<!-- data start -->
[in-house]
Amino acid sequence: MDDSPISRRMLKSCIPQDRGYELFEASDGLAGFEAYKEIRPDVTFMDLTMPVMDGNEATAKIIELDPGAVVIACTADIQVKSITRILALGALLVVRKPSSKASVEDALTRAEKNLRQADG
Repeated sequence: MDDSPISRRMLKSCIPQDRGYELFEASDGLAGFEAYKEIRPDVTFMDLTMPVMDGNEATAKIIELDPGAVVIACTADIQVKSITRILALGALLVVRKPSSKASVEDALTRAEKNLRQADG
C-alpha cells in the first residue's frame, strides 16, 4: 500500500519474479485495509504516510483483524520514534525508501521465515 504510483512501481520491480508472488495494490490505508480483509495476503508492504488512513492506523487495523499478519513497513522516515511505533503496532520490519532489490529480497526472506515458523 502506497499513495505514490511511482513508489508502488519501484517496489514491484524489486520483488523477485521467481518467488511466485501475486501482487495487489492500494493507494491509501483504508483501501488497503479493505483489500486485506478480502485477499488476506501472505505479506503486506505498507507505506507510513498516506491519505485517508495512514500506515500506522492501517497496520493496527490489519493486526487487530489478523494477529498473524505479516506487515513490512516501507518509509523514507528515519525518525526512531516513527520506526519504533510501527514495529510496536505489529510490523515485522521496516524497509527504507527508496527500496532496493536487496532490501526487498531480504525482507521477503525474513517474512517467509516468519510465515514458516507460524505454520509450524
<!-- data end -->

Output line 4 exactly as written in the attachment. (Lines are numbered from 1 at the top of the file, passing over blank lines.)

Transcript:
C-alpha cells in the first residue's frame, strides 16, 4: 500500500519474479485495509504516510483483524520514534525508501521465515 504510483512501481520491480508472488495494490490505508480483509495476503508492504488512513492506523487495523499478519513497513522516515511505533503496532520490519532489490529480497526472506515458523 502506497499513495505514490511511482513508489508502488519501484517496489514491484524489486520483488523477485521467481518467488511466485501475486501482487495487489492500494493507494491509501483504508483501501488497503479493505483489500486485506478480502485477499488476506501472505505479506503486506505498507507505506507510513498516506491519505485517508495512514500506515500506522492501517497496520493496527490489519493486526487487530489478523494477529498473524505479516506487515513490512516501507518509509523514507528515519525518525526512531516513527520506526519504533510501527514495529510496536505489529510490523515485522521496516524497509527504507527508496527500496532496493536487496532490501526487498531480504525482507521477503525474513517474512517467509516468519510465515514458516507460524505454520509450524